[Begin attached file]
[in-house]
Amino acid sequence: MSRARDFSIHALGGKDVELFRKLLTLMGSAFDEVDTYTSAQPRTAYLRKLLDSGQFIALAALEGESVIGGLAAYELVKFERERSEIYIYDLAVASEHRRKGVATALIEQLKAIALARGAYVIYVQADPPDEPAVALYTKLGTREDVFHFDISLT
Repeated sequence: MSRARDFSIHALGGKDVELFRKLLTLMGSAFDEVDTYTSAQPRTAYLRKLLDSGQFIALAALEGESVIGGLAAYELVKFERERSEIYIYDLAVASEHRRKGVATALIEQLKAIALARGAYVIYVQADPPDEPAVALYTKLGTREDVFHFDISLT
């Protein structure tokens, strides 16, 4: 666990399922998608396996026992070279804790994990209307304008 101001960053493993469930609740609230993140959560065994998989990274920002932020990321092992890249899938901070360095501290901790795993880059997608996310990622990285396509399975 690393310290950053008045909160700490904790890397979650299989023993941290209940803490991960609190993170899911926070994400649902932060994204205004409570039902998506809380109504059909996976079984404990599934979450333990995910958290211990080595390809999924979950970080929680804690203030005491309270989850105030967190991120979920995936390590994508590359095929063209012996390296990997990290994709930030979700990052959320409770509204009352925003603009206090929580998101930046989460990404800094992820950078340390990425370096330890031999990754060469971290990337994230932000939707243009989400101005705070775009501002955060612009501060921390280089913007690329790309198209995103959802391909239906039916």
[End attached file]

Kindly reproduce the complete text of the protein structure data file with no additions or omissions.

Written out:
[in-house]
Amino acid sequence: MSRARDFSIHALGGKDVELFRKLLTLMGSAFDEVDTYTSAQPRTAYLRKLLDSGQFIALAALEGESVIGGLAAYELVKFERERSEIYIYDLAVASEHRRKGVATALIEQLKAIALARGAYVIYVQADPPDEPAVALYTKLGTREDVFHFDISLT
Repeated sequence: MSRARDFSIHALGGKDVELFRKLLTLMGSAFDEVDTYTSAQPRTAYLRKLLDSGQFIALAALEGESVIGGLAAYELVKFERERSEIYIYDLAVASEHRRKGVATALIEQLKAIALARGAYVIYVQADPPDEPAVALYTKLGTREDVFHFDISLT
């Protein structure tokens, strides 16, 4: 666990399922998608396996026992070279804790994990209307304008 101001960053493993469930609740609230993140959560065994998989990274920002932020990321092992890249899938901070360095501290901790795993880059997608996310990622990285396509399975 690393310290950053008045909160700490904790890397979650299989023993941290209940803490991960609190993170899911926070994400649902932060994204205004409570039902998506809380109504059909996976079984404990599934979450333990995910958290211990080595390809999924979950970080929680804690203030005491309270989850105030967190991120979920995936390590994508590359095929063209012996390296990997990290994709930030979700990052959320409770509204009352925003603009206090929580998101930046989460990404800094992820950078340390990425370096330890031999990754060469971290990337994230932000939707243009989400101005705070775009501002955060612009501060921390280089913007690329790309198209995103959802391909239906039916």